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Dr. Millennial: Health in the Palm of Our Hands

 

This millennium has been characterized by not only the boom of modern technology but also the development of a new generation that is primed to change the structure of how our world operates. The parallel growth of these phenomenons has consequently invited technology to become a part of daily life beyond the traditional utility and entertainment sectors.

Tech has submerged itself in global market industries, including healthcare. Imagine your grandparents and great-grandparents who, unable to leave their home, called a physician to make a house call for a diagnosis. Compare that to today, where we can self-diagnose ourselves with the touch of a screen. The revolutionary marriage of health and technology has led to what the Global Observatory for ehealth calls mobile health, AKA mHealth. The term is defined as "medical and public health practice supported by mobile devices, such as mobile phones, patient monitoring devices, personal digital assistants (PDAs), and other wireless devices" [1].

How is the introduction of mHealth transforming the international stage? Let's check out four ways mobile health apps are leaving their marks on the evolution of healthcare.

1. Accessibility

Tech is ubiquitous, regardless of where you are. 43.4% of the world's population uses the internet and more people every day are leaving their landlines for smartphones. These kinds of mobile devices make mHealth services more accessible to people who lack the connections and resources needed for adequate health support and information [2]. Consumers can stay up-to-date with news ranging from macro level epidemiology to more localized resources by using mobile healthcare apps easily gotten through their devices.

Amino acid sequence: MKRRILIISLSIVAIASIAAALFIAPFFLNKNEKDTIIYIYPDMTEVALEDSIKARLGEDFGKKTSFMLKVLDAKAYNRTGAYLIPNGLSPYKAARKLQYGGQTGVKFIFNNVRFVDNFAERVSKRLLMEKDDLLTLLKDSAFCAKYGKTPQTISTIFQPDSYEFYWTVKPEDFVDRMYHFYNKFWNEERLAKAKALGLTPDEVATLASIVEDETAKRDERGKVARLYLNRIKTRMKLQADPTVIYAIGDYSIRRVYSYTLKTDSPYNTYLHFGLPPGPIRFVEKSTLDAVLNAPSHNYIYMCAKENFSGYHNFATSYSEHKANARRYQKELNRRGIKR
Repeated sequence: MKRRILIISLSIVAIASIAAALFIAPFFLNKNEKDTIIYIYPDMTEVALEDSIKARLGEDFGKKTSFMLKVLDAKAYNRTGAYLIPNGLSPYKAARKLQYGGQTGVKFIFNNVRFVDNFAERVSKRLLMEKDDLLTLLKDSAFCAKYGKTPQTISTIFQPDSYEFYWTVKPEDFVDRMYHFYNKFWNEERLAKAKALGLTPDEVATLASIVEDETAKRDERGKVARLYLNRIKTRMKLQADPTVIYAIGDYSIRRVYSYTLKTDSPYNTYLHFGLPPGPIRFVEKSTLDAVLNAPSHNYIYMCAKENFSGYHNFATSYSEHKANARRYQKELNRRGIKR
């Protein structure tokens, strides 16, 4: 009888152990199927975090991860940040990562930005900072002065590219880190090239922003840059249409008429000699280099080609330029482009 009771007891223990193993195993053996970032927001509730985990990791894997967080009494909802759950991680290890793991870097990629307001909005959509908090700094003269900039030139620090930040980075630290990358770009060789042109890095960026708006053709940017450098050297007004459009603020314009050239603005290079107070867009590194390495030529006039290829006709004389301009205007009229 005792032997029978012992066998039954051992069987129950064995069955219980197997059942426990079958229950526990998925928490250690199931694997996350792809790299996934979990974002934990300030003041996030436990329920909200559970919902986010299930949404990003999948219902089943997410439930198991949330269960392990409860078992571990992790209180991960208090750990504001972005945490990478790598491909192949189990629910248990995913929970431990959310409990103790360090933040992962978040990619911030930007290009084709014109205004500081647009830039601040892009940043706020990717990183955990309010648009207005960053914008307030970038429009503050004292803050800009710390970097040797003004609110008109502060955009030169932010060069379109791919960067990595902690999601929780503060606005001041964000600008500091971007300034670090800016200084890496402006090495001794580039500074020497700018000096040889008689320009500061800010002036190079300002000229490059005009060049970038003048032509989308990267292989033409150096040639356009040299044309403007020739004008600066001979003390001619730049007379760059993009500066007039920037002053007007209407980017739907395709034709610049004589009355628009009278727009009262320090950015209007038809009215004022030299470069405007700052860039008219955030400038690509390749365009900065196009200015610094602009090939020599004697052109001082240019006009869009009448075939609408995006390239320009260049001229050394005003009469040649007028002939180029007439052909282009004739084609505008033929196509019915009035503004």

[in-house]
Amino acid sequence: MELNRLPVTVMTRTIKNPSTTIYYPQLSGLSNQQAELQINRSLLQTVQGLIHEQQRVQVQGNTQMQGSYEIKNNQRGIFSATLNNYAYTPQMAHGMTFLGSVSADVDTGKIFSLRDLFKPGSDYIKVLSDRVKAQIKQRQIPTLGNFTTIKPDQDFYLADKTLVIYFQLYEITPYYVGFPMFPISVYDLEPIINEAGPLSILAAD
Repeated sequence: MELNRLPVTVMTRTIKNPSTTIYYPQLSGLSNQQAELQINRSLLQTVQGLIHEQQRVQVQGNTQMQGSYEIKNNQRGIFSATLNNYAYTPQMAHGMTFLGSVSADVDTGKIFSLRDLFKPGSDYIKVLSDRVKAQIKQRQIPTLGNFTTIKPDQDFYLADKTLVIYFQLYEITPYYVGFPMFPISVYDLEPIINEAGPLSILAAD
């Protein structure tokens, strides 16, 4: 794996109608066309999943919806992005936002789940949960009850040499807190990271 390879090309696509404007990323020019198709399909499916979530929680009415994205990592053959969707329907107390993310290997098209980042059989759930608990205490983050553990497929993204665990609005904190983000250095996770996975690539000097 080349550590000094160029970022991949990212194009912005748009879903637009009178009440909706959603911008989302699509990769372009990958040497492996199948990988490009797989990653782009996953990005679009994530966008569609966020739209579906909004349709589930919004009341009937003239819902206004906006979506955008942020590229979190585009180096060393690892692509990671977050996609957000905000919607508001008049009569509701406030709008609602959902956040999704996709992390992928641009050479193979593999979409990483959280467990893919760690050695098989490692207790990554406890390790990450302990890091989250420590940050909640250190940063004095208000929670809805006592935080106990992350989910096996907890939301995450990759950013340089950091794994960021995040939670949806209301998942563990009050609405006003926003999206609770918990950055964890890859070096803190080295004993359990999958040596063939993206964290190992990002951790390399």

2. Affordability

Accessibility comes hand in hand with greater affordability. Now that people can engage with healthcare professionals through mHealth apps on their phones, healthcare and health education that previously would have required hospital or office visits can now be done over the internet. Those visits become notifications and messages on our screens, thus erasing the co-payments that would have been necessary with an in-person visit. mHealth also allows people to determine their ailments without necessarily needing to involve an expensive check up.

3. Awareness and Health Education

Many mobile apps cater to promoting health education. The development of global health literacy can become a reality now that medical information can be found outside of doctors' offices and medical textbooks. With the support of mHealth resources, consumers have greater access to and awareness of healthcare resources including, but not limited, information on disease prevention and minimization. They can also learn what they need to do at home in order to promote wellness at all stages of their lives [3].

4. Personalization

The individualization of mHealth - after all it comes from an individual's mobile device - allows for the consideration of patients' personal needs and identities and how such aspects interact with the healthcare they receive. Apps also allow smartphone and mHealth users to manage their own health and take responsibility for helping maintain their wellness [4]. Personalization also allows patients to instruct loved ones on how to provide for their personal needs. This is streamlined by mHealth apps, which can compile an individual user's data into a unique treatment plan.